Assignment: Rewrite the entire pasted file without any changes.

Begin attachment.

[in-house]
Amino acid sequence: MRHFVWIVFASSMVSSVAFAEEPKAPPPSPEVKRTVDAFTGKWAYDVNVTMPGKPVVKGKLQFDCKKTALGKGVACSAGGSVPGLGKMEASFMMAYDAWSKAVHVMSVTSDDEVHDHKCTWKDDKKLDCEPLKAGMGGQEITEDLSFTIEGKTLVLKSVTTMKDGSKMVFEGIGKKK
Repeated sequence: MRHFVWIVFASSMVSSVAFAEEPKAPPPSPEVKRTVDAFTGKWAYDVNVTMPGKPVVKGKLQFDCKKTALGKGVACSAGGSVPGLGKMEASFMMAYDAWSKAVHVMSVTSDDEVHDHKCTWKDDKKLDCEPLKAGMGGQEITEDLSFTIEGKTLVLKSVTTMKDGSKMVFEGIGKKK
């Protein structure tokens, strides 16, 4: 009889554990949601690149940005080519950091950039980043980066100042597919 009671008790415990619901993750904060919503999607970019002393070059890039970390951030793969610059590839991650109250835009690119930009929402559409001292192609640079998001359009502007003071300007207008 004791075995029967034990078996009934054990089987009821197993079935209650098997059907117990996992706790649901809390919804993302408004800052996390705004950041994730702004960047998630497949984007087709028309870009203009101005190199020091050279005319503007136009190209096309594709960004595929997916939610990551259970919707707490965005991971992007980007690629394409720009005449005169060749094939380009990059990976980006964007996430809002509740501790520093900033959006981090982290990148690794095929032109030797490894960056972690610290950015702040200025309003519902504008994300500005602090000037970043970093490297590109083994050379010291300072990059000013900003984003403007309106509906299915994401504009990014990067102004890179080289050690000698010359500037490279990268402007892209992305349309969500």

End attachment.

[in-house]
Amino acid sequence: MRHFVWIVFASSMVSSVAFAEEPKAPPPSPEVKRTVDAFTGKWAYDVNVTMPGKPVVKGKLQFDCKKTALGKGVACSAGGSVPGLGKMEASFMMAYDAWSKAVHVMSVTSDDEVHDHKCTWKDDKKLDCEPLKAGMGGQEITEDLSFTIEGKTLVLKSVTTMKDGSKMVFEGIGKKK
Repeated sequence: MRHFVWIVFASSMVSSVAFAEEPKAPPPSPEVKRTVDAFTGKWAYDVNVTMPGKPVVKGKLQFDCKKTALGKGVACSAGGSVPGLGKMEASFMMAYDAWSKAVHVMSVTSDDEVHDHKCTWKDDKKLDCEPLKAGMGGQEITEDLSFTIEGKTLVLKSVTTMKDGSKMVFEGIGKKK
């Protein structure tokens, strides 16, 4: 009889554990949601690149940005080519950091950039980043980066100042597919 009671008790415990619901993750904060919503999607970019002393070059890039970390951030793969610059590839991650109250835009690119930009929402559409001292192609640079998001359009502007003071300007207008 004791075995029967034990078996009934054990089987009821197993079935209650098997059907117990996992706790649901809390919804993302408004800052996390705004950041994730702004960047998630497949984007087709028309870009203009101005190199020091050279005319503007136009190209096309594709960004595929997916939610990551259970919707707490965005991971992007980007690629394409720009005449005169060749094939380009990059990976980006964007996430809002509740501790520093900033959006981090982290990148690794095929032109030797490894960056972690610290950015702040200025309003519902504008994300500005602090000037970043970093490297590109083994050379010291300072990059000013900003984003403007309106509906299915994401504009990014990067102004890179080289050690000698010359500037490279990268402007892209992305349309969500």